This way of thinking is what used to be called existentialism, and Mr. Dylan is one of its great products. Living like a complete unknown, like a rolling stone, is living in Sartrean good faith, and much of the strangeness of Mr. Dylan’s life can be understood as a desperate attempt to retain this freedom in the face of the terrific pressure of fame. In a profile in The New Yorker in that same year of 1964, Mr. Dylan was quoted as saying that he didn’t “want to write for people anymore” but rather wanted to “write from inside me.”

Image result for the nobel prize in literature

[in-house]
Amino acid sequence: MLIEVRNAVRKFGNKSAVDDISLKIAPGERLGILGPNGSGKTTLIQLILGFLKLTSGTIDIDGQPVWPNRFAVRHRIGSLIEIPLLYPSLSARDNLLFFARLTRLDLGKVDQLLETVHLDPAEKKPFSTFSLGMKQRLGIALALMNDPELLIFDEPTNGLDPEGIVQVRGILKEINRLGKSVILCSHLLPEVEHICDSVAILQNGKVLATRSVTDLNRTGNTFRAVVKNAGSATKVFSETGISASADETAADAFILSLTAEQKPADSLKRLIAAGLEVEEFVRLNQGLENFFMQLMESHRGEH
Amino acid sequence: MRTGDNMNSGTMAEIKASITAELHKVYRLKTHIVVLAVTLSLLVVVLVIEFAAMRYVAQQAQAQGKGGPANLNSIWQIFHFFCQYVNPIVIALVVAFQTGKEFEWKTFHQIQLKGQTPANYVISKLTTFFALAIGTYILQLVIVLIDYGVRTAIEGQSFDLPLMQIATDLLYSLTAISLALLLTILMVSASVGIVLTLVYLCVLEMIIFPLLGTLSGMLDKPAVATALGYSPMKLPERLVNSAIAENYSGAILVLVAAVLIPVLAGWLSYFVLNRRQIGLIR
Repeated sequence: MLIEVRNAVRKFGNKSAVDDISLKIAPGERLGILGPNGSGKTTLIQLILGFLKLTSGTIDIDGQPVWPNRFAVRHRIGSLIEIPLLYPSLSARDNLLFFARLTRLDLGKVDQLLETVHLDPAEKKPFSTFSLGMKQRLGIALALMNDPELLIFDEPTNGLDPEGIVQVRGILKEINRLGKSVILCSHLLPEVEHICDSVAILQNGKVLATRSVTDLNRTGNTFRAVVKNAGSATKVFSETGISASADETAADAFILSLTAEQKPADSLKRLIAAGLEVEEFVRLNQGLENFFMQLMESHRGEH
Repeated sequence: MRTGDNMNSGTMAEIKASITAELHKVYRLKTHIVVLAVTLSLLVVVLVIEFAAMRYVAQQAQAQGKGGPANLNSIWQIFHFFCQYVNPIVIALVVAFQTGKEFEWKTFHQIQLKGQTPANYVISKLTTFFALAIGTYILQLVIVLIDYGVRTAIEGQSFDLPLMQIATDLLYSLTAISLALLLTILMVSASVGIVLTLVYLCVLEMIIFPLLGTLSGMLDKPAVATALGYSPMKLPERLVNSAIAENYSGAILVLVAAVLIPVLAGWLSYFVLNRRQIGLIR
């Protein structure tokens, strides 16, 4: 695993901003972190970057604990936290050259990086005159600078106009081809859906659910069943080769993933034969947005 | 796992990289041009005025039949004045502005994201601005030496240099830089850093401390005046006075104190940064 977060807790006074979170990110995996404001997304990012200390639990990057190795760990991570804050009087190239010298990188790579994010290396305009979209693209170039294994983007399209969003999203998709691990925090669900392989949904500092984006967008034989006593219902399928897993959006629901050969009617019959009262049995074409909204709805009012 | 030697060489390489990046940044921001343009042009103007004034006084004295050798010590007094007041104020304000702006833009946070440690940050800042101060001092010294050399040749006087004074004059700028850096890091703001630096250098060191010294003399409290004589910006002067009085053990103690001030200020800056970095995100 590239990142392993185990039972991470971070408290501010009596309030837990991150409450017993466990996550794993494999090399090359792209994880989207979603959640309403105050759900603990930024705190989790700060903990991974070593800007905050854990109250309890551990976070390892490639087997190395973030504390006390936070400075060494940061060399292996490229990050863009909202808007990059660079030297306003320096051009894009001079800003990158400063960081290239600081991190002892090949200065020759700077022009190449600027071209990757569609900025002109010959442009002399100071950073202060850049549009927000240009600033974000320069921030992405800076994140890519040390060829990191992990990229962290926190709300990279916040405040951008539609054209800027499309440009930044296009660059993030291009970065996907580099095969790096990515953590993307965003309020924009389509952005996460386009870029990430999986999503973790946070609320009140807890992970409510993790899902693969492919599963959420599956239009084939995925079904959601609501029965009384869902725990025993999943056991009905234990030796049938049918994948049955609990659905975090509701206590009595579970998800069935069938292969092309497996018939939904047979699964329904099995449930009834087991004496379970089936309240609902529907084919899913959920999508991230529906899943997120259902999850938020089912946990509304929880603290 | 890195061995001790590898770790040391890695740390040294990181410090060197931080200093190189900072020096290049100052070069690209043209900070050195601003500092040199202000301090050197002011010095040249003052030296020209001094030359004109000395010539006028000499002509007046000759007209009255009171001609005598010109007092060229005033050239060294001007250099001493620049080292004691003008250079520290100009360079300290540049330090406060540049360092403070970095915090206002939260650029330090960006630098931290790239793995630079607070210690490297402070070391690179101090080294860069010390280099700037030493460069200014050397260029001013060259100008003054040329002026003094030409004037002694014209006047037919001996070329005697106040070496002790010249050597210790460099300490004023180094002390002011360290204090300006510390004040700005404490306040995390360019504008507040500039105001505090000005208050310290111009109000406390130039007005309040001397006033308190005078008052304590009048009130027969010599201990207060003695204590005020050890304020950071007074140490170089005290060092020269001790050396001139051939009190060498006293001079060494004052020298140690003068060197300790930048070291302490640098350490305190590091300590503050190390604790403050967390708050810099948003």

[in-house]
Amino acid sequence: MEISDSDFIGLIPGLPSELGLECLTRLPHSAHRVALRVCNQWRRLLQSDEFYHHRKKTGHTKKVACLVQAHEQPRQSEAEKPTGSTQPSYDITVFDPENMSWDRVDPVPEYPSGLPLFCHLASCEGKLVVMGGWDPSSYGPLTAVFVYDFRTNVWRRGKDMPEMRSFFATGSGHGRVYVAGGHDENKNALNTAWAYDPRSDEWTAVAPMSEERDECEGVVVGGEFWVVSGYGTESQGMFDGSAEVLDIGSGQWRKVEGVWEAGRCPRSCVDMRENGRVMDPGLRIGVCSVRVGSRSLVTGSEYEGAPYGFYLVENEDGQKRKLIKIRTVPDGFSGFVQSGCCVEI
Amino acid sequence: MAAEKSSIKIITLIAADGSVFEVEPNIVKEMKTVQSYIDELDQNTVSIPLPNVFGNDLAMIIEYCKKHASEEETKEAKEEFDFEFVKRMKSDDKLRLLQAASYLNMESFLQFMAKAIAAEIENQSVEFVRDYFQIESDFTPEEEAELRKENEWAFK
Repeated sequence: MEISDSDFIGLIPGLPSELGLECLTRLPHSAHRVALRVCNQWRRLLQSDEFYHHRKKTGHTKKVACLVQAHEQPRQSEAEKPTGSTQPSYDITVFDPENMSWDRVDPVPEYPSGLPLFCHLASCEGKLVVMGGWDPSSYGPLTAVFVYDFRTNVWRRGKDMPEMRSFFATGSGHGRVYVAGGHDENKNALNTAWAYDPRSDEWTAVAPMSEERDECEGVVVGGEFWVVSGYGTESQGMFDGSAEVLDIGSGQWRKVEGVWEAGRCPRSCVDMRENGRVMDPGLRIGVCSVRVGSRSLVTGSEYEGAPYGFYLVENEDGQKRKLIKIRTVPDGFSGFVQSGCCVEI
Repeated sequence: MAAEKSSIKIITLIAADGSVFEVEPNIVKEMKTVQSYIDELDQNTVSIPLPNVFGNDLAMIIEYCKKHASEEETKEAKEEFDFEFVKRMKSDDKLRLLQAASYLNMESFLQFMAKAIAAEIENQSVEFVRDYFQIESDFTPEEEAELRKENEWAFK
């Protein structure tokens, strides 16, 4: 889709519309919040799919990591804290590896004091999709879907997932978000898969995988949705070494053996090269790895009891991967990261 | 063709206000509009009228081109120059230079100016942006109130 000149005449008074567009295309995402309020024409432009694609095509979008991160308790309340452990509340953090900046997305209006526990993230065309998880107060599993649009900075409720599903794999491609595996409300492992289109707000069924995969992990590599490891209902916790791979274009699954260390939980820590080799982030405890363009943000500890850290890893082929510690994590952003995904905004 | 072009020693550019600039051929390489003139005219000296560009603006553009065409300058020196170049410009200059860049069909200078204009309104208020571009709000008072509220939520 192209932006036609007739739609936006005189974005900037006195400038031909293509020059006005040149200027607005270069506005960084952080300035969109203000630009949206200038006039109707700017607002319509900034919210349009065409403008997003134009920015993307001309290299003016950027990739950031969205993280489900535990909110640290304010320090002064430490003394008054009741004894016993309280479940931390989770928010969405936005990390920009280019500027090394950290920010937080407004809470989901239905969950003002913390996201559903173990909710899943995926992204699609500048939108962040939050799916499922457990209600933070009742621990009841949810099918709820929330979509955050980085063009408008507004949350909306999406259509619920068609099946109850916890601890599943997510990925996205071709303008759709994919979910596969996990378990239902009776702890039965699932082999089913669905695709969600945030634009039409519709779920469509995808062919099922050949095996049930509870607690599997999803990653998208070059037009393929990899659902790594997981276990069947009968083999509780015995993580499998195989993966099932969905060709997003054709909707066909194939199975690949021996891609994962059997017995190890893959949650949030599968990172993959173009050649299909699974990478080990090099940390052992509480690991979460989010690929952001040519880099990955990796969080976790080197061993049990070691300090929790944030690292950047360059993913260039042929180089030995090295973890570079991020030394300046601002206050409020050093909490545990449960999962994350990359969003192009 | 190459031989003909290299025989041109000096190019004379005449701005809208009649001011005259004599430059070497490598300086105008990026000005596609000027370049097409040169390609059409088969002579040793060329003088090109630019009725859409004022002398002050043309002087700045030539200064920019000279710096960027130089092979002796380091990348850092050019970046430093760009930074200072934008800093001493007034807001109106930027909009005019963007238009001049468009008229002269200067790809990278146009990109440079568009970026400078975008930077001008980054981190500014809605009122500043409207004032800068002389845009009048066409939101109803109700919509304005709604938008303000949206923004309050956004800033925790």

To be a Nobel laureate, however, is to allow “people” to define who one is, to become an object and a public figure rather than a free individual. The Nobel Prize is in fact the ultimate example of bad faith: A small group of Swedish critics pretend to be the voice of God, and the public pretends that the Nobel winner is Literature incarnate. All this pretending is the opposite of the true spirit of literature, which lives only in personal encounters between reader and writer. Mr. Dylan may yet accept the prize, but so far, his refusal to accept the authority of the Swedish Academy has been a wonderful demonstration of what real artistic and philosophical freedom looks like.